Man, I just caught some of the last part of the financial crisis show this afternoon and I have to say it did very little to clarify who the hell was responsible for Citigroup's near-death experience during the mortgage meltdown, even though the panel had four former Citifolks on it.
Citi's ex co-CEO of markets and banking, Thomas Maheras, for example, testified that the bank was well aware that housing was heading south in late 2007 and was actively managing its balance sheet to deal with that.
So what went wrong? Maheras said that the bank underestimated how exposed it really was to those losses because it didn't expect the low-yielding, so-called super senior tranches of CDOs that it still held on its balance sheet to be affected by them.
In other words, Citi's risk managers were doing exactly what they were supposed to do. But, said Maheras, they blew it when it came to that one exposure, and there, so to speak, went the bank. "We missed it," he said in reference to that.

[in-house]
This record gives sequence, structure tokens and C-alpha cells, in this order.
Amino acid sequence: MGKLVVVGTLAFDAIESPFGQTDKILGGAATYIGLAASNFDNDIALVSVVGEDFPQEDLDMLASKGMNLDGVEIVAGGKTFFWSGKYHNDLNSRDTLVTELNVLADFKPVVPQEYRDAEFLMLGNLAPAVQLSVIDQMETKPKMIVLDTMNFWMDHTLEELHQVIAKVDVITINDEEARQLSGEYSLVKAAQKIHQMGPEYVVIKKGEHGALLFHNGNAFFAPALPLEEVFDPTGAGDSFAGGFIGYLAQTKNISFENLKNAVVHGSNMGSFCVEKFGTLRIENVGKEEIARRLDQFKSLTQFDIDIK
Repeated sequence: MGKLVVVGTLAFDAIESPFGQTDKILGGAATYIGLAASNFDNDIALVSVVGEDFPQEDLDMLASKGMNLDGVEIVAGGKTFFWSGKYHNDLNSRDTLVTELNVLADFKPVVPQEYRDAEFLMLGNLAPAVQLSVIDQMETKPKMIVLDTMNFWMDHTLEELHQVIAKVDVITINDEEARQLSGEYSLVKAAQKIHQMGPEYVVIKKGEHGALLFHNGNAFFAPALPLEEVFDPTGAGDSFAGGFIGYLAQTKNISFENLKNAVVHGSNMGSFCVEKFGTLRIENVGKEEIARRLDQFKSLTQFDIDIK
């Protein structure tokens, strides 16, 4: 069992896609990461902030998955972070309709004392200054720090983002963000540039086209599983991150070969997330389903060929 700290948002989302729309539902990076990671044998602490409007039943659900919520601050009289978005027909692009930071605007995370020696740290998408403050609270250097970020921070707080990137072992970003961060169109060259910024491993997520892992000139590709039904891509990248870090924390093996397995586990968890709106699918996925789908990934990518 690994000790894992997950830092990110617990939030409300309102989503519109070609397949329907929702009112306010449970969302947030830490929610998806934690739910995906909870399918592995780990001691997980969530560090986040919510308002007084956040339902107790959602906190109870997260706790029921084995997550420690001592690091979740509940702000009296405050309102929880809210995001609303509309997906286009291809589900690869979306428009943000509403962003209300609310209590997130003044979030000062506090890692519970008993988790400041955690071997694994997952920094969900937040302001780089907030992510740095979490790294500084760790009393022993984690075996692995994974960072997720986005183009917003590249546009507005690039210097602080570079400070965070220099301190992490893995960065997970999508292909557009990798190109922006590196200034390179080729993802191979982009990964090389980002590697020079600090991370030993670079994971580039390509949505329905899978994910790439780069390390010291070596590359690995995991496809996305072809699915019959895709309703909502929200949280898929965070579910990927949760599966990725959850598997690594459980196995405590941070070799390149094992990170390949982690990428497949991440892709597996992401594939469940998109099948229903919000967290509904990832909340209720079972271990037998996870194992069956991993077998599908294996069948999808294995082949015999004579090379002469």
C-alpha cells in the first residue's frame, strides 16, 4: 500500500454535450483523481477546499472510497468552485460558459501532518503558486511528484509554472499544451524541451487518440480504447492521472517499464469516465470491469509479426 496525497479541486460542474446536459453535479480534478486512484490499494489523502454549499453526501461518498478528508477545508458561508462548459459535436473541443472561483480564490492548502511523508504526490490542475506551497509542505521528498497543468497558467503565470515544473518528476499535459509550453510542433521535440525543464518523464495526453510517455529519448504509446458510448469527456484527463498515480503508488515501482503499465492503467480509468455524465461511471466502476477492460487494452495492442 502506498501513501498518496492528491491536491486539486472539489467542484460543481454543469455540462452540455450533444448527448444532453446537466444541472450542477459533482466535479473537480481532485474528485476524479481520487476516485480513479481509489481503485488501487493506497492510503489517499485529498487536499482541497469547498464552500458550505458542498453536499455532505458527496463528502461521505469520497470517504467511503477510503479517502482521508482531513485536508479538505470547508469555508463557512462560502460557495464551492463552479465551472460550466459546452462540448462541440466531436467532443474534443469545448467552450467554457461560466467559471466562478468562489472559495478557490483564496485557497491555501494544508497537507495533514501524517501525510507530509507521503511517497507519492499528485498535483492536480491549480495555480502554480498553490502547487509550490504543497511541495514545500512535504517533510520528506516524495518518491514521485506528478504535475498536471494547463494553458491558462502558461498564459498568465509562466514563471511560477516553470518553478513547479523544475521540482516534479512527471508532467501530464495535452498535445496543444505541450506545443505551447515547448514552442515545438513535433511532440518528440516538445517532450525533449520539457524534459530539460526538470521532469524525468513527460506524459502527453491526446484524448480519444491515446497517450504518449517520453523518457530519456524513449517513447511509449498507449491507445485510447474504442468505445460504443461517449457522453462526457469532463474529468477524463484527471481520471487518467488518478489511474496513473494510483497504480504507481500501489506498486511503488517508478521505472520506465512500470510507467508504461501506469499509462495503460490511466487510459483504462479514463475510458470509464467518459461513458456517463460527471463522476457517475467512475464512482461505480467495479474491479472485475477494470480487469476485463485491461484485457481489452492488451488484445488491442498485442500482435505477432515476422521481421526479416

In his prepared remarks, Maheras offered up a bit more of a mea culpa: "We, like many other experienced member of our industry, failed to recognize there was a real possibility of the kind of catastrophic residential real estate crash that our country has experienced over the past several years."
Yet, there, too, Maheras insists that he nonetheless did a bang-up job of risk management.
"I cannot fault the fact that the business and most everyone in the industry, including our regulators, regarded these super-senior CDO tranches to be extremely safe."
The problem, of course, was Citi's reliance on models that showed little or no correlation between those securities and others that it had sold.
But it turned out that correlation was big time. Poof. Yet these guys still claim that no human being is at fault here. It's all because of the models the bank employed.
Now I'm sure it's possible that the commission will call the models' designers onto the carpet, but they'll just blame the academic theorists for the models' flaws, and once they bring in the math whizzes, everyone's eyes will glaze further over.
Seriously, Peter Wallison is asking a panelist as I write this about the models' ability to project cash flow, and the discussion is completely impenetrable.
About the clearest statement I heard about any of this was from David Bushnell, Citi's ex-chief risk officer, who claimed to have the most dealings with bank regulators of anyone at the bank. Asked by Heather Murren what kinds of exchanges he had with his overseers from the Fed and OCC, Bushnell said they never gave the slightest indication that they had any concern about the bank.
Nope, no one to blame there, either, I suppose.